Tango-lovers, take note: today marks the return of Tango Buenos Aires, billed as the world’s largest tango festival, running through August 27 in Argentina’s capital. This annual celebration of the hypnotic South American partner dance features hundreds of events over the next 15 days.
More than half a million attendees come to attend a series of dance performances, shows, recitals, art exhibits, and talks—and to attend several milongas, or tango dance parties. Capping it all off is the Dance Festival and World Cup, the crown of the festival. Thousands of dancers and audiences from around the world come to see pro tangers dancers compete for the globe's top tango prize.
Locally, the city’s hot milonga scene gets its due with the City Dance Championship, a celebration spread throughout Buenos Aires. It moves throughout the city’s neighborhoods, holding a different milonga every night of the competition. For a full list of this and the festival's other programs, view the calendar here.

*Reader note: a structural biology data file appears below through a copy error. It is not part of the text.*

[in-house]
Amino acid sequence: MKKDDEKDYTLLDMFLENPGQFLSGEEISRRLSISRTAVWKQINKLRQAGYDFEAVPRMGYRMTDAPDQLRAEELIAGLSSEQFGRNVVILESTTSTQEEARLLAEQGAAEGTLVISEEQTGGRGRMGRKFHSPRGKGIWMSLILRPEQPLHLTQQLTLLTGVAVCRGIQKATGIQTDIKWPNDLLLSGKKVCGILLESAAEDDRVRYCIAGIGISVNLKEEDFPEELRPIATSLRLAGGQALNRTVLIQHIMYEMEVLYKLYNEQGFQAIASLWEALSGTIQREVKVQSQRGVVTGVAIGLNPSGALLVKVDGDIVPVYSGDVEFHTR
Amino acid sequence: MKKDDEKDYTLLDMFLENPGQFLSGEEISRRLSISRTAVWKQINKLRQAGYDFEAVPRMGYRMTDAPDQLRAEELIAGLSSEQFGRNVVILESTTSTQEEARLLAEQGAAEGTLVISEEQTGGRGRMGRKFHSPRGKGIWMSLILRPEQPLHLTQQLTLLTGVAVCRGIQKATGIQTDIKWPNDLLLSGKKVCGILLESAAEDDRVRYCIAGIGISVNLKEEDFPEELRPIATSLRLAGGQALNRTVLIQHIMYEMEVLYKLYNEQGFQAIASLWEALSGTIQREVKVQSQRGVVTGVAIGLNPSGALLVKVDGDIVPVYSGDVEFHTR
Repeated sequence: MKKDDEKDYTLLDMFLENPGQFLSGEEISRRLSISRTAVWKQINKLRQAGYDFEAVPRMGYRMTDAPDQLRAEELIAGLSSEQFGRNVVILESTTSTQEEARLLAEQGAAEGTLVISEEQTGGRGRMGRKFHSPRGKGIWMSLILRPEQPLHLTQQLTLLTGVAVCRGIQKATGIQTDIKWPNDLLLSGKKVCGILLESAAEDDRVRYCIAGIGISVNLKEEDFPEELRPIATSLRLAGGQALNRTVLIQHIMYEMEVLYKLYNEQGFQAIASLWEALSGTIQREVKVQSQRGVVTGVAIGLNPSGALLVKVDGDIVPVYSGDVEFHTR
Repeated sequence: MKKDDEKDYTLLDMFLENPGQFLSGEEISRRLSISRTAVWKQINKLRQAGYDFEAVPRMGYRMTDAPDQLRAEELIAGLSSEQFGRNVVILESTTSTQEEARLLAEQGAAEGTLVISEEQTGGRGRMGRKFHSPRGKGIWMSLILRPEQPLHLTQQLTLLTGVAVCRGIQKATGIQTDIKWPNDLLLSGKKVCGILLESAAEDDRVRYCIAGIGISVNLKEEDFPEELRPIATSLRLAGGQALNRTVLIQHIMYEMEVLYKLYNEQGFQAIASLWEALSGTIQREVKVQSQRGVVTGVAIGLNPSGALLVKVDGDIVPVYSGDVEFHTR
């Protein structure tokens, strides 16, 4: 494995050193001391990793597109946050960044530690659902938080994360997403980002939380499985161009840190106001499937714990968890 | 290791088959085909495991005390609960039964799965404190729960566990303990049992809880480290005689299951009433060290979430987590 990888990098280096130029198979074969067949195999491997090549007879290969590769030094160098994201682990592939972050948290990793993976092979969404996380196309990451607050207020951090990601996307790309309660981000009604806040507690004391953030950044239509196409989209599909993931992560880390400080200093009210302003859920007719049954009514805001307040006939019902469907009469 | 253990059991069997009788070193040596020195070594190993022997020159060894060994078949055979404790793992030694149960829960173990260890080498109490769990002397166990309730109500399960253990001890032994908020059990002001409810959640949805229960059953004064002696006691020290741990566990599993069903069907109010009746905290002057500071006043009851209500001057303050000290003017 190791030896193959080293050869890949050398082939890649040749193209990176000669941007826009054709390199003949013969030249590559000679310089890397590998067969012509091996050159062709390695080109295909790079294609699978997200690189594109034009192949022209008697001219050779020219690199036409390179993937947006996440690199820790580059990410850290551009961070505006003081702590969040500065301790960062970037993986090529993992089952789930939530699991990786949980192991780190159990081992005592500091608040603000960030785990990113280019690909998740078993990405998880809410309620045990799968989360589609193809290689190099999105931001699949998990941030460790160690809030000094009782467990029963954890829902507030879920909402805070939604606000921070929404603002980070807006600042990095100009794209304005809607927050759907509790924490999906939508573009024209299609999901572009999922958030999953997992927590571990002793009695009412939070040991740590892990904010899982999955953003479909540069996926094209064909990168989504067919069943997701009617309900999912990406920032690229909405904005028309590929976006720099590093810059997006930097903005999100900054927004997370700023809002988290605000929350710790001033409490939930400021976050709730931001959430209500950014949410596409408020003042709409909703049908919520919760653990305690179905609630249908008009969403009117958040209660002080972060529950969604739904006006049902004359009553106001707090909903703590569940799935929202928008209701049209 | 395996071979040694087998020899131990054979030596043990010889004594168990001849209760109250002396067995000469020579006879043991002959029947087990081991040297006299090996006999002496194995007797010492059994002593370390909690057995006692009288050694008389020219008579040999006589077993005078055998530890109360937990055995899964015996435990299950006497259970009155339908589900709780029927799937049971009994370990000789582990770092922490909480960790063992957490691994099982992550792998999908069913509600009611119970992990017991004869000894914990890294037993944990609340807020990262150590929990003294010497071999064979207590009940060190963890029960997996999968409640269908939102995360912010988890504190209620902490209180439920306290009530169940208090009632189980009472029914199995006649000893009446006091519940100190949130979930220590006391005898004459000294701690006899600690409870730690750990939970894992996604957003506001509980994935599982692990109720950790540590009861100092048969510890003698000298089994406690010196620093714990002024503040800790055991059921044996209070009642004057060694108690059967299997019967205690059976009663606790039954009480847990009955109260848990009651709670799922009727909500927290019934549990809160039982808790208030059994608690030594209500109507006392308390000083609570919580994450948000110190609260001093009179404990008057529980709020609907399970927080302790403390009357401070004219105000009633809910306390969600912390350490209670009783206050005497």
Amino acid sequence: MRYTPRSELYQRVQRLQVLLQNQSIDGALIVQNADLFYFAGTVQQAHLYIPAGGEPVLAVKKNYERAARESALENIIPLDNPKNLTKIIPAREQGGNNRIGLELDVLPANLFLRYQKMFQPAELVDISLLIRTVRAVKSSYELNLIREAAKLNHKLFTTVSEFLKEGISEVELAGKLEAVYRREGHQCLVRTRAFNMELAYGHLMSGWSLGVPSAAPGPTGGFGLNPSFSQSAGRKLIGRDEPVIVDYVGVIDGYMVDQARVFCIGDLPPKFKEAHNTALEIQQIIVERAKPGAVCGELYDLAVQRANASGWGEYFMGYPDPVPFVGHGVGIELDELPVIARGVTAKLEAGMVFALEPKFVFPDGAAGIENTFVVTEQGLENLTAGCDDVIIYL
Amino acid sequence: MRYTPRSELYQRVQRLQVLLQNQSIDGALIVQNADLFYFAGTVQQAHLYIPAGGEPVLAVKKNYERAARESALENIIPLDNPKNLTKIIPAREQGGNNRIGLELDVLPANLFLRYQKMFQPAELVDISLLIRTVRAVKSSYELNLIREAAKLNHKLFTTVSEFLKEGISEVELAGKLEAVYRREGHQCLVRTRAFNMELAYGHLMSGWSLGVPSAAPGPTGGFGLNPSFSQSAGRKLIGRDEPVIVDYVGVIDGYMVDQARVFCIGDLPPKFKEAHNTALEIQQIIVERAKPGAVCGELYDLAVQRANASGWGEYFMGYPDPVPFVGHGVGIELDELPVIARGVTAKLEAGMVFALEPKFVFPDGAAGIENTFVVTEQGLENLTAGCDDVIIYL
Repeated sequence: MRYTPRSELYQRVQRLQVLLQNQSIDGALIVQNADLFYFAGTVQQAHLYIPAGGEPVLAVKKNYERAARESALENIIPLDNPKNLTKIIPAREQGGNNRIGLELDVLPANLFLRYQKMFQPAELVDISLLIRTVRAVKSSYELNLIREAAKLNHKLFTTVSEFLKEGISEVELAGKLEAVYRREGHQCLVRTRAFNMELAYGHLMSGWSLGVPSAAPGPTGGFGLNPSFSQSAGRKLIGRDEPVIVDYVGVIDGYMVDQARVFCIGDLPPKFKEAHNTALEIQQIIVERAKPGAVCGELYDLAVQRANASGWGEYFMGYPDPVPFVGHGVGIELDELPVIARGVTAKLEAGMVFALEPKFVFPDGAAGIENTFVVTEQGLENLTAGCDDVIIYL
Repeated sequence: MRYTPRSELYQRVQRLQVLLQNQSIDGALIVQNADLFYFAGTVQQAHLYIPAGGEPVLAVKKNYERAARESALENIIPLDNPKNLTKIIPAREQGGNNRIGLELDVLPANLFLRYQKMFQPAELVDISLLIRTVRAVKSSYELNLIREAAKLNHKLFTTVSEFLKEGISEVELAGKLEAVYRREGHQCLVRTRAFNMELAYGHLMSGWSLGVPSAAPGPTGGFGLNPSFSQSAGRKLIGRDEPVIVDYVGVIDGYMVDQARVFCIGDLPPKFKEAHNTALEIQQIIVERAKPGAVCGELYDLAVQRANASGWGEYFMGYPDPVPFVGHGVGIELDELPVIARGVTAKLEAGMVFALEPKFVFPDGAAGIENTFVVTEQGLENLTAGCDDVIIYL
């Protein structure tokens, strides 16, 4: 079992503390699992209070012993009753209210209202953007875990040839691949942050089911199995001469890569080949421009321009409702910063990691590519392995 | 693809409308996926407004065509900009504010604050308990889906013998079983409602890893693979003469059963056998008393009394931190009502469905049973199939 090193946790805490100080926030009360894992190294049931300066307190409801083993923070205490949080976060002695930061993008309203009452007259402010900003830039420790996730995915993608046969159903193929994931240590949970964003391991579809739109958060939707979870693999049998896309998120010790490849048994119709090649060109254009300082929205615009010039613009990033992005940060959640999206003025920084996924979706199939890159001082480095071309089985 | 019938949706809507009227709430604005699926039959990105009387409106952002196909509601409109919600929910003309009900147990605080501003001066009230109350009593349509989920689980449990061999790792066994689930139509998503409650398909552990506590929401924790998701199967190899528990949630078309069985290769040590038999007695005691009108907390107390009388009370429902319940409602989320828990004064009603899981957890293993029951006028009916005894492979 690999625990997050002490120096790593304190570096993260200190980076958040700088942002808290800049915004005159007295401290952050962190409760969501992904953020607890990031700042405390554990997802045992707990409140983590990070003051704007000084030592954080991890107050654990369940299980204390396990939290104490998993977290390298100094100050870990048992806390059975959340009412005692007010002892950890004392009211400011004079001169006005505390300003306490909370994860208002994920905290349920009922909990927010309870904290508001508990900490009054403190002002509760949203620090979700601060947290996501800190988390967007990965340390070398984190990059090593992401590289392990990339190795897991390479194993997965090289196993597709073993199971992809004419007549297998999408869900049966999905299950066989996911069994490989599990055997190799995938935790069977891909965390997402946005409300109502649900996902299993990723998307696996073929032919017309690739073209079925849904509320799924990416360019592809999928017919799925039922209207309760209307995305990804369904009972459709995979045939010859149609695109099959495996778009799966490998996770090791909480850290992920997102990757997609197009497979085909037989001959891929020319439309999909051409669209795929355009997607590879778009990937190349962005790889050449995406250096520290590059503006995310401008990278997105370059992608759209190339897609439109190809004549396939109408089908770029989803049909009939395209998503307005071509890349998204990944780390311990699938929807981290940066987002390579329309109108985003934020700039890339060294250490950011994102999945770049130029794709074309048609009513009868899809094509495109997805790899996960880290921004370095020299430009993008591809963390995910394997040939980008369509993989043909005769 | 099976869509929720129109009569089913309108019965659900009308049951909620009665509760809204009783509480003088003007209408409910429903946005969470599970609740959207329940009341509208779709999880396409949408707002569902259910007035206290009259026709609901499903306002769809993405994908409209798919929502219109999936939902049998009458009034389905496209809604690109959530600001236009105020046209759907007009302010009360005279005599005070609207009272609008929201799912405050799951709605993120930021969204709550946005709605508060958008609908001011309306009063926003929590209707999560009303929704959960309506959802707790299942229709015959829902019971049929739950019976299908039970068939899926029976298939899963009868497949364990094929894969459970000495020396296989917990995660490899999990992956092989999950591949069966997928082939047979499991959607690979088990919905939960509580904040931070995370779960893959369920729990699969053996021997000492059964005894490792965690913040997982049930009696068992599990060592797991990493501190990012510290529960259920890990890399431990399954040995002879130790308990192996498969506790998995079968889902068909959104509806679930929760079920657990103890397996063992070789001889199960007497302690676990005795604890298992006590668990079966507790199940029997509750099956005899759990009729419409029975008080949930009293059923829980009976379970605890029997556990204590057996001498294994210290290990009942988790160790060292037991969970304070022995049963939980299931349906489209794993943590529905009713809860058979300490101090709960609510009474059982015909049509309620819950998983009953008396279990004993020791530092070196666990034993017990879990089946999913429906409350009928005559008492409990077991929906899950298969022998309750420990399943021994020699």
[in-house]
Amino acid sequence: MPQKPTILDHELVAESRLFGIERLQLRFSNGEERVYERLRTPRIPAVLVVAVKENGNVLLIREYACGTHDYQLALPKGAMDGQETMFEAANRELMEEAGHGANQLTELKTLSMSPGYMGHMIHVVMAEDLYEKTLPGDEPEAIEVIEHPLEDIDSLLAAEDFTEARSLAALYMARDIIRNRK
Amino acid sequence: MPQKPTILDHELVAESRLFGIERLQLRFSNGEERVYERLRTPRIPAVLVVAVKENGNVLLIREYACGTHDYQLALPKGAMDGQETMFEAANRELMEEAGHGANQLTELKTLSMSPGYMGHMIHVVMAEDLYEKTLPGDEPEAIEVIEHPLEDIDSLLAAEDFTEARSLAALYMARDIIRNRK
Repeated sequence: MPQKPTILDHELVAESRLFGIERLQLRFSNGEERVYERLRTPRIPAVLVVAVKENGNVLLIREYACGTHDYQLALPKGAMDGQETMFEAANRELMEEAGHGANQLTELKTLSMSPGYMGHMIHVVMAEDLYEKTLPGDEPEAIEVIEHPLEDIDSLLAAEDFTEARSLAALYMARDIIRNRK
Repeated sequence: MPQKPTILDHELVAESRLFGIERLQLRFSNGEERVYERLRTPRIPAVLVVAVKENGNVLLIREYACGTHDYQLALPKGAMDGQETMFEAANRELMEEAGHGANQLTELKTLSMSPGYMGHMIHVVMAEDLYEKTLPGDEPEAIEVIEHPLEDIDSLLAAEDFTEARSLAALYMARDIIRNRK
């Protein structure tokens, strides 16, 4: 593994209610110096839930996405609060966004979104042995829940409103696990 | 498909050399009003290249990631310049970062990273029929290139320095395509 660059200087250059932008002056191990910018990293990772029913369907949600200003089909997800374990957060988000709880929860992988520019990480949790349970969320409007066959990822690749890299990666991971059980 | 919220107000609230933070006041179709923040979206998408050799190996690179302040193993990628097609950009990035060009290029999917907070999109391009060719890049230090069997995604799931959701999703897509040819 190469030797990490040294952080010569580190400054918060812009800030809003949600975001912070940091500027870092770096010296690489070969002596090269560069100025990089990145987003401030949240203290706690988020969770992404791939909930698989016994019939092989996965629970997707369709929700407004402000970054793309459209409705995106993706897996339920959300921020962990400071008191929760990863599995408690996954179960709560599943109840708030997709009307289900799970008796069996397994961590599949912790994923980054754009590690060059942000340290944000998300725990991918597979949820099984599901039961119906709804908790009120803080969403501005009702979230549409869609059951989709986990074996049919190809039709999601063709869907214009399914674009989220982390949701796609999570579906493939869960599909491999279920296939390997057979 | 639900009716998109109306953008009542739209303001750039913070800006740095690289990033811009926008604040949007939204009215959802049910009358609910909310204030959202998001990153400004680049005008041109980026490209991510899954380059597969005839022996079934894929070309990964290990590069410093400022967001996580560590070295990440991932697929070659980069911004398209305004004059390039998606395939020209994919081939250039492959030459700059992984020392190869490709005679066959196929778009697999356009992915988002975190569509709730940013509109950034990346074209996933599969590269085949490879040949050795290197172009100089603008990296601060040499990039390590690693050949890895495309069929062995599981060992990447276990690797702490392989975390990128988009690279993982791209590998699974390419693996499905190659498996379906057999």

Tango was born sometime in the late 1800s along the border of Argentina and Uruguay; UNESCO has added it to its Intangible Cultural Heritage of Humanity list. It’s an inherent part of Buenos Aires culture, and, say the festival’s organizers, “a combination of tradition, renewal, and diversity of a type of music and dance that proudly identifies the city.”